Alternately fawning over and insulting his celebrity guests while sweating and fidgeting and choking on handfuls of snacks, Glick glides effortlessly between cross-eyed concern, bogus complicity and total boredom. Unlike Garry Shandling's moody and caustic talk-show host on "The Larry Sanders Show," Short's Glick is all obsequiousness and indiscretion. A jiggly piece of Hollywood flotsam, he is about as prone to introspection and self-consciousness as one of the sugary, glazed donuts he keeps within reach at all times.

Glick's preparation for an interview rarely goes beyond looking up a guest's birth date so he can point out that they share a birthday with Melissa Rivers or Genghis Khan, and he is prone to interrupting interesting revelations with a totally absurd question like, "Jerry Seinfeld, who are you fed up with? Delta Burke?" Whether he is keeling forward in mock absorption; leaping up from his chair in feigned fits of enthusiasm (and back onto it in contorted positions that usually lead to the toppling of the chair); raising and lowering his voice from a piercing falsetto to a dramatic baritone; letting out a booming, obsequious laugh or bantering with his overly tanned bandleader, the harp-playing Adrien Van Vorhees (Michael McKean) -- everything about Glick smacks of falsity, sycophancy and cluelessness.

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Not surprisingly, it's Glick's most stupid and indiscreet questions that lead to the most surprising (and revealing) reactions among his guests, especially since they can't believe what is happening to them. In fact, the most notable difference between "Primetime Glick" and, say, "The Tonight Show" is that the former is almost entirely improvisational. Despite the illusion of spontaneity they present, most talk shows provide guests with a list of questions and mutually agreed-upon subjects before the show begins -- a practice that was hilariously revealed in an early episode of the recently concluded "Project Greenlight." (Ben Affleck and Jay Leno pretend to bring the contest winner, Pete Jones, onto the set at the spur of the moment, while, moments earlier, we have seen Affleck explain the whole thing to Jones in the limo on the way to the show.)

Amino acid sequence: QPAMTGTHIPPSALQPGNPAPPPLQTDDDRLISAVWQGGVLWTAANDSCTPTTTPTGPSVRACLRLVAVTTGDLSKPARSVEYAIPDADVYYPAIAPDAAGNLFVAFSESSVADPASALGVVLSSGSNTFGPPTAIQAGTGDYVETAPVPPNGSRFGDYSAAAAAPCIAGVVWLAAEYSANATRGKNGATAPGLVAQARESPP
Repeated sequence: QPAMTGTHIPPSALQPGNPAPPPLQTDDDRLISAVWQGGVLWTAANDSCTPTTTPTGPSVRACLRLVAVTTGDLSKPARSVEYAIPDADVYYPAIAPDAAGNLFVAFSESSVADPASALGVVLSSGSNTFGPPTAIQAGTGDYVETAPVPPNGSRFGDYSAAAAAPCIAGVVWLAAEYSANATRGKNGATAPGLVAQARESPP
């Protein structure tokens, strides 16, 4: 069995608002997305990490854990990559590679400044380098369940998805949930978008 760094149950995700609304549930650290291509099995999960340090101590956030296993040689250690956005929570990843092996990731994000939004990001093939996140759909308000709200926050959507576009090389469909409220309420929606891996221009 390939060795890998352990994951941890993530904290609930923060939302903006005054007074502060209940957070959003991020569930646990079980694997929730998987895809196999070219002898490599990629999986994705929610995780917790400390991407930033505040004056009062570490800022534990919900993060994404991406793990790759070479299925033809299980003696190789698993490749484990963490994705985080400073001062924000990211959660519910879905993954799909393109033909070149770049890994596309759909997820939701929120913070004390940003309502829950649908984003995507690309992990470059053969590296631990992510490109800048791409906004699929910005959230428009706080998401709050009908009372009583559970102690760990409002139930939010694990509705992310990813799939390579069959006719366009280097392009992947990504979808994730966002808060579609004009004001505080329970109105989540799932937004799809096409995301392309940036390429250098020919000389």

On "The Daily Show," Jon Stewart consistently points out the ticks and gimmicks of televised news by halfheartedly adopting them, then realizing his mistake. An anchorman mannerism or intonation he mimes is an anchorman affectation he subverts immediately, simply by letting his face register an honest reaction to what he has just said or done. (During a recent story on Britney Spears, he called her "the pop diva," then explained, "you have to call her that in the third reference to her in any story.") His principal target, however, is the way the media mediates events. (A recent New Yorker profile of Stewart tells of how, not long after taking over the show from Craig Kilborn, Stewart took his writing staff aside and urged them to lose the slick and cynical "adjectival humor" and replace it with jokes "about how we really feel.")

As Glick, on the other hand, Short takes aim at the carefully constructed false world of celebrity. Just as Stewart knows that the only way to subvert the false earnestness and import of even the most inane newscast is to betray even a hint of humanity and humor, Short understands that if anything is anathema to the celebrity interview, it's how anybody "really feels" about anything.